Education Information: AIM Launches India–Australia Circular Economy Hackathon(I-ACE)  |  Technology Inceptions: New age sustainable disinfectants may bring relief from chemical ones   |  National Edu News: Newly identified tectonically active zone could alter earthquake predictions  |  National Edu News: Education minister inaugurates new facilities of NIT Arunachal Pradesh  |  National Edu News: Sustainable Processing of Municipal Solid Waste: ‘Waste to Wealth’  |  Policy Indications: IIT & TCS set new trends in India’s advanced manufacturing sector  |  National Edu News: Foundation stone laid for the main Campus of IIT Palakkad  |  Science Innovations: Scientists uncover mystery behind decline of star formation rate  |  Education Information: Admission in Indian Forest Service (Main) Examination, 2020  |  Education Information: Result of The Civil Services (Preliminary) Examination, 2020  |  Leadership Instincts: Activity Technology During Covid Era and Beyond  |  Education Information: Conference on Women Safety and Sustainable Environment  |  Trending: Adaptive Leadership in Times of Crisis  |  Teacher Insights: 'Lab in a box' projects for home learning  |  Policy Indications: A global collaboration to move AI principles to practice  |  
March 07, 2018 Wednesday 11:11:13 AM IST

CANCER STEM CELLS ISOLATED

Science Innovations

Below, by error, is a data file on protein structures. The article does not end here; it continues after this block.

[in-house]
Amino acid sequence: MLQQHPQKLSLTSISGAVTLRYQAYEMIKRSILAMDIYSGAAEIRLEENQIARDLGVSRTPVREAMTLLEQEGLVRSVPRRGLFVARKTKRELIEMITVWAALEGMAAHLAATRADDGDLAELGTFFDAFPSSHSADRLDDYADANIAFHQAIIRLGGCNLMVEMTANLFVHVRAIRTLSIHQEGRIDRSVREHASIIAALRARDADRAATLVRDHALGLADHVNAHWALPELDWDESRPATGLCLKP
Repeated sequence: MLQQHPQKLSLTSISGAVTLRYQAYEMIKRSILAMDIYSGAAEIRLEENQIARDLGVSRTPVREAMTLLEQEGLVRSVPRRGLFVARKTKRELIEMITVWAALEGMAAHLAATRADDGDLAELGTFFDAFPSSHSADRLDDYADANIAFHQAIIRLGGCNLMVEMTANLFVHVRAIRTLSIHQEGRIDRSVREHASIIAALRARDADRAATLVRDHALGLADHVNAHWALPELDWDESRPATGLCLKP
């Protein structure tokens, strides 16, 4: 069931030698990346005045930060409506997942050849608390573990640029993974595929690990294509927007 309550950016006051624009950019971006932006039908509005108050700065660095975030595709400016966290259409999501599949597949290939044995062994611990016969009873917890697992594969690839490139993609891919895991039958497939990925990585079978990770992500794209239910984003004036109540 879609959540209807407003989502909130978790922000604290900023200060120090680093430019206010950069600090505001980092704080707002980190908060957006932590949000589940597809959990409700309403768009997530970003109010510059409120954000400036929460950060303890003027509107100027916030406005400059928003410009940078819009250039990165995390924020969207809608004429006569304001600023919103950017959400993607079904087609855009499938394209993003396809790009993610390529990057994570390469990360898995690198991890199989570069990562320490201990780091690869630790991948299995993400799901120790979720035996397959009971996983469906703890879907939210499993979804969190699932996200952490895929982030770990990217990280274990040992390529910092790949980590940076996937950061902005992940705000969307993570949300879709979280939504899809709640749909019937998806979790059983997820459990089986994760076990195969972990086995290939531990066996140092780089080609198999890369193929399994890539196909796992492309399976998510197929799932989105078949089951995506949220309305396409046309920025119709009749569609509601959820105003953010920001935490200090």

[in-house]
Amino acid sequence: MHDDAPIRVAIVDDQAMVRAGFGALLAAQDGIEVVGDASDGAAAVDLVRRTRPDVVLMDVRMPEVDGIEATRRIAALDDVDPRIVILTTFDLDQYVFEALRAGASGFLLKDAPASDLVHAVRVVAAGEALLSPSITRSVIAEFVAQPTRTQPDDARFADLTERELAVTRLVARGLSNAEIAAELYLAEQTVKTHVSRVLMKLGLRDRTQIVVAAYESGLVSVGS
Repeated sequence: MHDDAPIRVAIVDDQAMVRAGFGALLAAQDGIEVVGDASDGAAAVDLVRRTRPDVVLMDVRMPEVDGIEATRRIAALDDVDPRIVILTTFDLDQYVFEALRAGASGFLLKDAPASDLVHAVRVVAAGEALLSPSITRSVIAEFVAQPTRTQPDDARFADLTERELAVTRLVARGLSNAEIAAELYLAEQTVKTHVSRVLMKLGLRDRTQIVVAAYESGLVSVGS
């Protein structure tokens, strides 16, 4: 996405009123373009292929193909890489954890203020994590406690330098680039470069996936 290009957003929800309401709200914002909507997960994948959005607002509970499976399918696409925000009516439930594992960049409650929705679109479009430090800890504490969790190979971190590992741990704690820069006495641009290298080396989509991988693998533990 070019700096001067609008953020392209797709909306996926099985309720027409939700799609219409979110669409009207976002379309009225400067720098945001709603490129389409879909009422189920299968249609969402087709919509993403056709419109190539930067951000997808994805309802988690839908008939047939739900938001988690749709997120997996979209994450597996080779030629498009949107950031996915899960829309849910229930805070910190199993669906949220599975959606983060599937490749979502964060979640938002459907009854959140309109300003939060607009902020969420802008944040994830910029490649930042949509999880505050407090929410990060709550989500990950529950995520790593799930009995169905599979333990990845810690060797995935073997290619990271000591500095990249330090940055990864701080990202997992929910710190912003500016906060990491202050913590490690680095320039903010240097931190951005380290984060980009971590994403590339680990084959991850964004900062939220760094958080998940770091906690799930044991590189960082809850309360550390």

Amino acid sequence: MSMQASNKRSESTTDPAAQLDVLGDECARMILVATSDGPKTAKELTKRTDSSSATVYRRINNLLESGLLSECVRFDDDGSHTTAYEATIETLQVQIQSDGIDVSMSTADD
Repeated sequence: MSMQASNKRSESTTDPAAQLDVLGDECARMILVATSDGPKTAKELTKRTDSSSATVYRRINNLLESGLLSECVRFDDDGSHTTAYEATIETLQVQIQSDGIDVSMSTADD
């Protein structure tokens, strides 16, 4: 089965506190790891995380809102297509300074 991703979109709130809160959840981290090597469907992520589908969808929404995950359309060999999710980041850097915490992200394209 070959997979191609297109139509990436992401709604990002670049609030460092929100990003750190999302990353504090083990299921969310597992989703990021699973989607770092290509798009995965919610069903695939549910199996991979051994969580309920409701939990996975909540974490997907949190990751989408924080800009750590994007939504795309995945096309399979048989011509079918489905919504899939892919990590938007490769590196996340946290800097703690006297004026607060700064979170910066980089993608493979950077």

Researchers at The University of Texas at Dallas have developed a new technique to isolate aggressive cells thought to form the root of many hard-to-treat metastasiz0ed cancers. “Our lab is interested in finding ways to prevent cancer recurrence,” said Dr. Jiyong Lee, Assistant Professor at the Department of Chemistry and Biochemistry in the School of Natural Sciences and Mathematics at UT Dallas. “The problem is, not all cancer cells are equal. There is a small population of cancer cells that is much more aggressive than others — cancer stem cells,” Lee said. These lead to secondary tumours, even after the primary tumour has been successfully treated. The cells are extremely difficult to detect and eliminate. Lee and his colleagues used a two-step method to plough through an archive of 40,000 chemical compounds and find any that would attach themselves to breast-cancer stem cells, in turn, isolating them from standard breast-cancer cells. The screening led to five compounds, called ligands, that bind specifically to cancer stem cells. The researchers then chose one for closer study. Lee said the results showcase the first demonstration of a method that separates cancer stem cells from other cancer cells.

Comments